Difference between revisions of "Scenario 15: Cyber deception in time of armed conflict"
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Revision as of 11:16, 16 September 2019
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International armed conflict, international humanitarian law, perfidy, protective indicators, ruses of war
[F1] During an international armed conflict between the armed forces of State A and State B, State A's armed forces prepare for an attack on States B's armed forces. Immediately prior to the attack, State A engages in several cyber operations:
- Dear John E-mail: State A sends an email to the commander of State Bs armed forces which appears to be a break up e-mail from the commanders spouse. The obvious intent of the email is to distract the State B commander and cause him emotional distress at a critical time. (RUSE)
- Blue Force Tracker: State A hacks into the force tracking system of State B. In doing so, it now appears that some of State B's forces are State A. As such, State B forces start fighting among themselves resulting in significant casualties among the state B forces. (PERFIDY)
- Spoofed Case Fire Message: State A hacks into the command and control network of State B. In doing so, it sends a message purportedly from State B's President proclaiming a case-fire. State B's forces stand-down. State A aggressively attacks and destroys State B armed forces. (PERFIDY - functional equivalent of white flag)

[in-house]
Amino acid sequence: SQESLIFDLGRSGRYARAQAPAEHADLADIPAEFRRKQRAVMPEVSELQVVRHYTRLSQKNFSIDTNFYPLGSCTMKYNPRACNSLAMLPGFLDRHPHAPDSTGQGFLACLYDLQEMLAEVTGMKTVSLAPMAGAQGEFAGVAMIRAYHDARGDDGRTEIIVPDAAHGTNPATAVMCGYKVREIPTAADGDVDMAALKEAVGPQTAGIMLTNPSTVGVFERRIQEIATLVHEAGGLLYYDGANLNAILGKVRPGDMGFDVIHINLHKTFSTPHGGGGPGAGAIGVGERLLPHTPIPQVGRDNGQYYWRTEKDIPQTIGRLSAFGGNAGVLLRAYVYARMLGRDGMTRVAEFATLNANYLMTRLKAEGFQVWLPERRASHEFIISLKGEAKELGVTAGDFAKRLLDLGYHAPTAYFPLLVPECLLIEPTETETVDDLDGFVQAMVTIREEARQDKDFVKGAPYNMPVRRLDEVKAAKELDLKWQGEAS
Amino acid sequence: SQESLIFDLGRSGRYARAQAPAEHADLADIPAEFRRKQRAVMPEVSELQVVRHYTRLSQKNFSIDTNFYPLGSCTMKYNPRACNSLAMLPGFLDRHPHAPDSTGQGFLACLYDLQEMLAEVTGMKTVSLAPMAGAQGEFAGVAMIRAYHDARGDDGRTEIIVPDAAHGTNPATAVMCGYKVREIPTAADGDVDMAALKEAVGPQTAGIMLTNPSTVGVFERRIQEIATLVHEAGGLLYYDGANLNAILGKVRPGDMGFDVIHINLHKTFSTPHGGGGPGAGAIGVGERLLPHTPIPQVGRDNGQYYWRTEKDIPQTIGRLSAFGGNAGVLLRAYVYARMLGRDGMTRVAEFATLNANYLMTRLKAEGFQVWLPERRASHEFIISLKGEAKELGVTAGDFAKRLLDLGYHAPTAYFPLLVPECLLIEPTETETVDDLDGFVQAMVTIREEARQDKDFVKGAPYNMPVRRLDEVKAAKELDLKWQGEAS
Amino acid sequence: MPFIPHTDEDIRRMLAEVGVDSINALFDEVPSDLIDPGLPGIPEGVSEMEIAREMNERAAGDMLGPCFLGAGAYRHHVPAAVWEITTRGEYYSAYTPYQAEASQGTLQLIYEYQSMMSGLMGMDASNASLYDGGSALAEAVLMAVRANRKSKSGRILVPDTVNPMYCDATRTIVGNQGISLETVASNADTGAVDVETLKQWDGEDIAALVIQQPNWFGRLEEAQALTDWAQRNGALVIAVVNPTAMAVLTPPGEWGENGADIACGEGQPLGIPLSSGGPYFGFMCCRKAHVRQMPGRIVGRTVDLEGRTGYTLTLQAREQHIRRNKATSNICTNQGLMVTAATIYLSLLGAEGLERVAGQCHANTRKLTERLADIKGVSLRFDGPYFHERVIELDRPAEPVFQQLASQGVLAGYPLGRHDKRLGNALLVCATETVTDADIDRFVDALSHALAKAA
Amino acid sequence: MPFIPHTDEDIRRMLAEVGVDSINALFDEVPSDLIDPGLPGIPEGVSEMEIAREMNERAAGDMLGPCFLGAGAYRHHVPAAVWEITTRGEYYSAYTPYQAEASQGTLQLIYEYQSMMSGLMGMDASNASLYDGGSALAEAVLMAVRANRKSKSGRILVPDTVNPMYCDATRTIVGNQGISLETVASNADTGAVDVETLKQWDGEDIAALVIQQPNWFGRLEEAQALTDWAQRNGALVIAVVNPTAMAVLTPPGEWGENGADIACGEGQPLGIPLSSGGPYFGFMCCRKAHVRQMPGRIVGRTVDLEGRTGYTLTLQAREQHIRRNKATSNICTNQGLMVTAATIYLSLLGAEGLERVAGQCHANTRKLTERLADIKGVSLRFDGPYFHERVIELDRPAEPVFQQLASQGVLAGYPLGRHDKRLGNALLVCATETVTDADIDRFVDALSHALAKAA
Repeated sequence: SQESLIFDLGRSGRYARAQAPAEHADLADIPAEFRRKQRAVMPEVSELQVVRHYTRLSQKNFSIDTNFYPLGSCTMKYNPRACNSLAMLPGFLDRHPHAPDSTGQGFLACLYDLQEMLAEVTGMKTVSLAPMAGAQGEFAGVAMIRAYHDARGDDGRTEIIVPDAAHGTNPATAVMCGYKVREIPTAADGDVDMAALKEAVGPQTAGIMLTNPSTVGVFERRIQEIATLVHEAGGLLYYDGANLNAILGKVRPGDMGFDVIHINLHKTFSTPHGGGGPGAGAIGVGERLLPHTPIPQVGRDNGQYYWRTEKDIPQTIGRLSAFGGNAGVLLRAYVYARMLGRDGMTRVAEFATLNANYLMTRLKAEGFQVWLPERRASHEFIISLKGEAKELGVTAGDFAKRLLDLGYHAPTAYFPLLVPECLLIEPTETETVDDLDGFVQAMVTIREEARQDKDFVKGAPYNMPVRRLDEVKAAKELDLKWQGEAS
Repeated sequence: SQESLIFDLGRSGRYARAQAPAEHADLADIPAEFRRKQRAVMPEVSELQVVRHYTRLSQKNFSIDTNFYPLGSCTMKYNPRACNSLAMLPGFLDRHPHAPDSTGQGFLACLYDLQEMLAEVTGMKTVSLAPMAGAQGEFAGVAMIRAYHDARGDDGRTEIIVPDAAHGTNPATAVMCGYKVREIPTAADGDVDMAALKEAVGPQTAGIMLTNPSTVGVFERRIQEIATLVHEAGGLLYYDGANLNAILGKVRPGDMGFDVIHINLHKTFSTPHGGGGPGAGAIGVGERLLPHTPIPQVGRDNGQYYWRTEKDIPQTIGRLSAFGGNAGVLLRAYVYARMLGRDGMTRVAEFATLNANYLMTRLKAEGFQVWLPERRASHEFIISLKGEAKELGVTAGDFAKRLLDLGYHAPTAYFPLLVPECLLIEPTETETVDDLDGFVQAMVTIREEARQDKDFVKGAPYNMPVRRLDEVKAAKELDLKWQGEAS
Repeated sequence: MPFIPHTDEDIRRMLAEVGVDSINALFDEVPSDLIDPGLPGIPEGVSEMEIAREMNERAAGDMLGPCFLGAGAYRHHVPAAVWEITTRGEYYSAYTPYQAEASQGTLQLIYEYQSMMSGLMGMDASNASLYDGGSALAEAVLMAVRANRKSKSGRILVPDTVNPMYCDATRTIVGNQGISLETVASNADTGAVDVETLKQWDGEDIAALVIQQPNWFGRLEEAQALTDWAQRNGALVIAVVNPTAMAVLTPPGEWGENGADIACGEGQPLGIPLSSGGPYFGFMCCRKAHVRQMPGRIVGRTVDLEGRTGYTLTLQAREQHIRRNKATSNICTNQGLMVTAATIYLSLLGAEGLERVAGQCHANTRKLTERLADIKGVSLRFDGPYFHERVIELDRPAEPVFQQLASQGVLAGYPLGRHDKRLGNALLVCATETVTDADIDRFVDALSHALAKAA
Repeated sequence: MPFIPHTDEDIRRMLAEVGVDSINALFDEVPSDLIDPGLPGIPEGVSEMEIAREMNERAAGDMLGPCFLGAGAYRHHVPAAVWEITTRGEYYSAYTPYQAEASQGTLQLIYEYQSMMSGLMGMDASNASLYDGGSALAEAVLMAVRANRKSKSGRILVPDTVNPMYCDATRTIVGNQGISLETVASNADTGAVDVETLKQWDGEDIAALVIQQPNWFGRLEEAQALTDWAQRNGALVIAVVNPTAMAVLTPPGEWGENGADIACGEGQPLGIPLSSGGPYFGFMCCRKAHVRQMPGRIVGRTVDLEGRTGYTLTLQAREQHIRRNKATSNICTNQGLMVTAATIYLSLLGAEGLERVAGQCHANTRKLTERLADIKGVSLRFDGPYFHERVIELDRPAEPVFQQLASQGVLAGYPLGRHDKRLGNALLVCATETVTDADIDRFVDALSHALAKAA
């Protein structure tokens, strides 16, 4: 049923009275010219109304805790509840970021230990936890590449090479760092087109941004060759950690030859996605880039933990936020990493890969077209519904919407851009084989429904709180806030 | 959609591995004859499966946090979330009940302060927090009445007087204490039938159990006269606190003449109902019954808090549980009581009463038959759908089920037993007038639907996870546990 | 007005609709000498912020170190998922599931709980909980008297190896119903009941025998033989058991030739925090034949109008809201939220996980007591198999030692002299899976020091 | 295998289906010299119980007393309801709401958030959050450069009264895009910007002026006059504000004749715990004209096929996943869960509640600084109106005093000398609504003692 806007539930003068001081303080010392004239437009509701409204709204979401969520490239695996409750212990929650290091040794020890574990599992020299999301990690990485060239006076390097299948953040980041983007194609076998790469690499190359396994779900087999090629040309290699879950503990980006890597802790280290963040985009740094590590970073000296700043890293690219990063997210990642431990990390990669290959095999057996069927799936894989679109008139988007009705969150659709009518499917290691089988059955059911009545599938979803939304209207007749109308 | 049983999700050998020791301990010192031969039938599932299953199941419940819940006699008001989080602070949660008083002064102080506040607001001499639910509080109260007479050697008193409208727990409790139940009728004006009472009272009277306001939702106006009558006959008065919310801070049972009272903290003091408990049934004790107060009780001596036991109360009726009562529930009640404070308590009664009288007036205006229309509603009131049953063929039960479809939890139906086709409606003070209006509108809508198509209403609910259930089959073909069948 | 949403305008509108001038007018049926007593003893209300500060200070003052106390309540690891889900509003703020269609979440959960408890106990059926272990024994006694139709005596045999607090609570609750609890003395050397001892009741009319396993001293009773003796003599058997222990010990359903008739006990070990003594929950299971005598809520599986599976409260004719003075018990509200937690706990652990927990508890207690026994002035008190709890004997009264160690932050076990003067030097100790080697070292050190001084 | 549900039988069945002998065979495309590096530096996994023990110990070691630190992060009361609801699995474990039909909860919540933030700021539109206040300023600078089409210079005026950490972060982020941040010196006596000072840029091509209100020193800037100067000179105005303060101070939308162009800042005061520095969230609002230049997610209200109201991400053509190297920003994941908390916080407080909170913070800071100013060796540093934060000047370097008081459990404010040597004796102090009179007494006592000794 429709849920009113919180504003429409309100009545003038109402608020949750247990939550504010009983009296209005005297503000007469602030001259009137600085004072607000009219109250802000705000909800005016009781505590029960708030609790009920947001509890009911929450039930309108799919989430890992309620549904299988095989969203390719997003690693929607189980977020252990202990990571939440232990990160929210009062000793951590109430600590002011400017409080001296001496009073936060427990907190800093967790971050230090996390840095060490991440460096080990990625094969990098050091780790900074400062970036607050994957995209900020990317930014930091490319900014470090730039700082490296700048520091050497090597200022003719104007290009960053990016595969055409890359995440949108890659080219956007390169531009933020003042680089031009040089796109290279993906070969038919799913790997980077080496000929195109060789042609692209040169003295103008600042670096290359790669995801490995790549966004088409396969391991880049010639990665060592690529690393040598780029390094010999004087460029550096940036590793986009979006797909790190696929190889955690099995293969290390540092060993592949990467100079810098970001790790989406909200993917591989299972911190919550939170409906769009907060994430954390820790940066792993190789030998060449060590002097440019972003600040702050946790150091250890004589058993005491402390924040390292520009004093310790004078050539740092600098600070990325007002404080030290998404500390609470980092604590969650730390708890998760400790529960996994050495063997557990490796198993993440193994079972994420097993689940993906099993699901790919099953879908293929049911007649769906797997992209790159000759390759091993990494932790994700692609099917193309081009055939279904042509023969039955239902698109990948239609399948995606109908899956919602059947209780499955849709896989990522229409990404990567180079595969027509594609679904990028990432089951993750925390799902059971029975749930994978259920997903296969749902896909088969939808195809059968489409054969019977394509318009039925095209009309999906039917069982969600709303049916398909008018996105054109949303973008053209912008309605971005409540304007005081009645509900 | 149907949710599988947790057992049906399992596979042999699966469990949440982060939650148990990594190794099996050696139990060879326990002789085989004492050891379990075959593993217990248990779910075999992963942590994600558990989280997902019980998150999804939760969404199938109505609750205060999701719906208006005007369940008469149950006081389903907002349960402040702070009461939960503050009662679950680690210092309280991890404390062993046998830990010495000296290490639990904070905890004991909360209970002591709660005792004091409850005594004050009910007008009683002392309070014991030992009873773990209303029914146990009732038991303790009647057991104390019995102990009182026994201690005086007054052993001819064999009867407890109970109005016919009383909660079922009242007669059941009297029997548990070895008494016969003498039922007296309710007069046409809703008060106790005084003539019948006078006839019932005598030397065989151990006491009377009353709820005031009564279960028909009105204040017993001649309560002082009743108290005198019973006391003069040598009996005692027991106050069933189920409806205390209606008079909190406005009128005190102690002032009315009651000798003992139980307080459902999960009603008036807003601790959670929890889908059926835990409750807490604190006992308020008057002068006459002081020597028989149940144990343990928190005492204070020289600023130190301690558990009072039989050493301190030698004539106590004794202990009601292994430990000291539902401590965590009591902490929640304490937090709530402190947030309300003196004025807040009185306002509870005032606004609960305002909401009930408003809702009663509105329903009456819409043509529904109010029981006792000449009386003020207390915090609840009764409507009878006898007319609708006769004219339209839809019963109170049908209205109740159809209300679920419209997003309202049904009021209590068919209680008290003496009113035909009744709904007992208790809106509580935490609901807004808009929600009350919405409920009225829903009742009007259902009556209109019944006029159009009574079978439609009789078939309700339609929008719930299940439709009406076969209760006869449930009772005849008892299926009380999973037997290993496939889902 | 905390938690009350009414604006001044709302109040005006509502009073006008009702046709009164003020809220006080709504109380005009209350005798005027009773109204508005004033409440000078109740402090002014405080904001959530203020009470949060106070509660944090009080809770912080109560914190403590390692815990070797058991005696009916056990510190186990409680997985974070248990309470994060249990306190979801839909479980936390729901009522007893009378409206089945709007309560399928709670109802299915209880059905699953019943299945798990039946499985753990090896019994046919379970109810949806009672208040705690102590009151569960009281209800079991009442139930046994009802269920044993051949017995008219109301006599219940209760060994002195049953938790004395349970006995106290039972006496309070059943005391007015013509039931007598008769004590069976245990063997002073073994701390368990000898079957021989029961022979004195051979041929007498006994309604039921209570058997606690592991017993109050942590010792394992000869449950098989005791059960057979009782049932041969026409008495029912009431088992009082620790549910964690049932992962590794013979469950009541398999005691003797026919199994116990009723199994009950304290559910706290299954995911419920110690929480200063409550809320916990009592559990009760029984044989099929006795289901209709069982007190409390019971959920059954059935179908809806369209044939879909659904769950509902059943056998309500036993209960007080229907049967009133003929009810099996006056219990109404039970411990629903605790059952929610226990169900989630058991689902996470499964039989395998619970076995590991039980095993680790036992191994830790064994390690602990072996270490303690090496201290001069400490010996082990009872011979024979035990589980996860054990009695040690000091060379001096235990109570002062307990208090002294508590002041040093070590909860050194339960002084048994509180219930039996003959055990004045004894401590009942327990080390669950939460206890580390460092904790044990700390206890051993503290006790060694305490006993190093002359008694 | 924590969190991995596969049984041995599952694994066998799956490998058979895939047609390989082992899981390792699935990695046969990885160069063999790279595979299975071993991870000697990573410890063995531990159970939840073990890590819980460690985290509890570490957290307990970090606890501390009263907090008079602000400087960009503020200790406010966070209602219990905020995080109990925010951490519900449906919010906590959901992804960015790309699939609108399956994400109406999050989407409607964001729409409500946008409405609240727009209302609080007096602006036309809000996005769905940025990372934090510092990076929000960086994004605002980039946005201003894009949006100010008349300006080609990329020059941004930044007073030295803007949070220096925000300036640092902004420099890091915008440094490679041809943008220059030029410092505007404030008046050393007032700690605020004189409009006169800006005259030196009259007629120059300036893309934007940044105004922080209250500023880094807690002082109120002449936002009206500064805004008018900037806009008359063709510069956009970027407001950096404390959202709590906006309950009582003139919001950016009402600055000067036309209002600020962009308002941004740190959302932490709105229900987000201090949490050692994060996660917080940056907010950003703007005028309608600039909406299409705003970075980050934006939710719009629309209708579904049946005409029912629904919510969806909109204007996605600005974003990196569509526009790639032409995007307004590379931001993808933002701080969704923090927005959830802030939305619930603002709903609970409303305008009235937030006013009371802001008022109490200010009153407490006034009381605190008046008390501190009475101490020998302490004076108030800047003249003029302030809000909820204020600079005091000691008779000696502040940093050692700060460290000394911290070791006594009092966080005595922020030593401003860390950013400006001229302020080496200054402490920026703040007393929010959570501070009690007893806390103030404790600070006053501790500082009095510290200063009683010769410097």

- Impersonating ICRC: sending e-mails/abusing apps to get civilians to block crucial road used by military (distribution of food/water obstructing the road for military movement prior enemy offensive) (PERFIDY, use of protective indicators, cf. Rule 124 of TM 2.0)
For a general overview of the structure of analysis in this section, see Note on the structure of articles.
- Military objectives
- Scenario 10: Cyber weapons review
- Scenario 12: Cyber operations against computer data
- Scenario 13: Cyber operations as a trigger of the law of armed conflict
Notes and references
Bibliography and further reading
- Cordula Droege, ‘Get Off My Cloud: Cyber Warfare, International Humanitarian Law, and the Protection of Civilians’ (2012) 94 IRRC 533.
- Yves Sandoz, Christophe Swinarski, and Bruno Zimmermann (eds), Commentary on the Additional Protocols of 8 June 1977 to the Geneva Conventions of 12 August 1949 (ICRC 1987).
- Michael N Schmitt (ed), Tallinn Manual 2.0 on the International Law Applicable to Cyber Operations (CUP 2017).
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